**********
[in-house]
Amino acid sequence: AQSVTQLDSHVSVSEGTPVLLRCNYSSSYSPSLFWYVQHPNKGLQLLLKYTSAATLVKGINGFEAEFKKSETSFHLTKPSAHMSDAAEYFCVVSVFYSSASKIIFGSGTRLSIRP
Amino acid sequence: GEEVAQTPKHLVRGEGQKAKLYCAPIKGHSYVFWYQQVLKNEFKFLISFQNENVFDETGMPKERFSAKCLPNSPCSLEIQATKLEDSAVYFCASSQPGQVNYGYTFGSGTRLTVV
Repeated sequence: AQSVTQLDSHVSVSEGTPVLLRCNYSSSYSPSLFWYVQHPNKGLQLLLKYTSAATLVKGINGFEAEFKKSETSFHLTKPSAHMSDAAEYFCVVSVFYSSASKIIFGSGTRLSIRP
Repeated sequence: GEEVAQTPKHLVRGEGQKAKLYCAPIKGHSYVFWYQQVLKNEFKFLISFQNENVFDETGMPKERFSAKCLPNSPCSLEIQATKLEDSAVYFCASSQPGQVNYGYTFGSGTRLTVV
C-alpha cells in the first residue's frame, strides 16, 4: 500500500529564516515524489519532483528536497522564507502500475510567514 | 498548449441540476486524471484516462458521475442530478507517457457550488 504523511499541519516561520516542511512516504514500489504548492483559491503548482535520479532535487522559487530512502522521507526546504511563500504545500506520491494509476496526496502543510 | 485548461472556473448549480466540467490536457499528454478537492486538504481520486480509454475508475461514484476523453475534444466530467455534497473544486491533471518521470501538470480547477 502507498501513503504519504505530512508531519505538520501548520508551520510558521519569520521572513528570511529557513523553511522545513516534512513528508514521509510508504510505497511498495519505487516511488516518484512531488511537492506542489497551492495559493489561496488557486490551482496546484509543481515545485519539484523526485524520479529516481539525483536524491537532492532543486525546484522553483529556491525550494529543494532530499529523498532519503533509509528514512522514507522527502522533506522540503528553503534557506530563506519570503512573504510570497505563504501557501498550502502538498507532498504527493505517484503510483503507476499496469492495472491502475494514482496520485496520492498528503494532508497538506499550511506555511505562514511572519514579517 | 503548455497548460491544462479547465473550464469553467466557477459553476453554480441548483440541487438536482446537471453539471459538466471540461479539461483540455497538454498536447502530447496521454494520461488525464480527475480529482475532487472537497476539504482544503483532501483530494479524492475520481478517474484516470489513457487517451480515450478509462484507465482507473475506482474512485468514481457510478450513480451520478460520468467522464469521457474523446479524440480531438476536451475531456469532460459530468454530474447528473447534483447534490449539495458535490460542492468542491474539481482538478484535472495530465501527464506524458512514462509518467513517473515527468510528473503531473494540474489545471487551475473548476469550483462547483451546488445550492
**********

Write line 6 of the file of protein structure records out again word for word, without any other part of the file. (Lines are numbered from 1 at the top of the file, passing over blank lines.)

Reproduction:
C-alpha cells in the first residue's frame, strides 16, 4: 500500500529564516515524489519532483528536497522564507502500475510567514 | 498548449441540476486524471484516462458521475442530478507517457457550488 504523511499541519516561520516542511512516504514500489504548492483559491503548482535520479532535487522559487530512502522521507526546504511563500504545500506520491494509476496526496502543510 | 485548461472556473448549480466540467490536457499528454478537492486538504481520486480509454475508475461514484476523453475534444466530467455534497473544486491533471518521470501538470480547477 502507498501513503504519504505530512508531519505538520501548520508551520510558521519569520521572513528570511529557513523553511522545513516534512513528508514521509510508504510505497511498495519505487516511488516518484512531488511537492506542489497551492495559493489561496488557486490551482496546484509543481515545485519539484523526485524520479529516481539525483536524491537532492532543486525546484522553483529556491525550494529543494532530499529523498532519503533509509528514512522514507522527502522533506522540503528553503534557506530563506519570503512573504510570497505563504501557501498550502502538498507532498504527493505517484503510483503507476499496469492495472491502475494514482496520485496520492498528503494532508497538506499550511506555511505562514511572519514579517 | 503548455497548460491544462479547465473550464469553467466557477459553476453554480441548483440541487438536482446537471453539471459538466471540461479539461483540455497538454498536447502530447496521454494520461488525464480527475480529482475532487472537497476539504482544503483532501483530494479524492475520481478517474484516470489513457487517451480515450478509462484507465482507473475506482474512485468514481457510478450513480451520478460520468467522464469521457474523446479524440480531438476536451475531456469532460459530468454530474447528473447534483447534490449539495458535490460542492468542491474539481482538478484535472495530465501527464506524458512514462509518467513517473515527468510528473503531473494540474489545471487551475473548476469550483462547483451546488445550492